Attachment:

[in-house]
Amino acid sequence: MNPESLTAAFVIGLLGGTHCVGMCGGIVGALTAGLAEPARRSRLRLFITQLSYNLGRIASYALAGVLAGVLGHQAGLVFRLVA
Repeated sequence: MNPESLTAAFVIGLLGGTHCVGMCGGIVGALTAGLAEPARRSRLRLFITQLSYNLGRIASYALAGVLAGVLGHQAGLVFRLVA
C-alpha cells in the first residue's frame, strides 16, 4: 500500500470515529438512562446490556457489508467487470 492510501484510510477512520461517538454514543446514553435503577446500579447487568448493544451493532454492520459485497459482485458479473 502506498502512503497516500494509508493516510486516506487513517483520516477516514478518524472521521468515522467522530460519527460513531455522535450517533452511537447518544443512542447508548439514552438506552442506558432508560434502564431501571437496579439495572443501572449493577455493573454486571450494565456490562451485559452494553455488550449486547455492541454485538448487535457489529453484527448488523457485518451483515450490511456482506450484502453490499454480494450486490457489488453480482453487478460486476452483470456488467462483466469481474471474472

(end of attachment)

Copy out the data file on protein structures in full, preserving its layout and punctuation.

[in-house]
Amino acid sequence: MNPESLTAAFVIGLLGGTHCVGMCGGIVGALTAGLAEPARRSRLRLFITQLSYNLGRIASYALAGVLAGVLGHQAGLVFRLVA
Repeated sequence: MNPESLTAAFVIGLLGGTHCVGMCGGIVGALTAGLAEPARRSRLRLFITQLSYNLGRIASYALAGVLAGVLGHQAGLVFRLVA
C-alpha cells in the first residue's frame, strides 16, 4: 500500500470515529438512562446490556457489508467487470 492510501484510510477512520461517538454514543446514553435503577446500579447487568448493544451493532454492520459485497459482485458479473 502506498502512503497516500494509508493516510486516506487513517483520516477516514478518524472521521468515522467522530460519527460513531455522535450517533452511537447518544443512542447508548439514552438506552442506558432508560434502564431501571437496579439495572443501572449493577455493573454486571450494565456490562451485559452494553455488550449486547455492541454485538448487535457489529453484527448488523457485518451483515450490511456482506450484502453490499454480494450486490457489488453480482453487478460486476452483470456488467462483466469481474471474472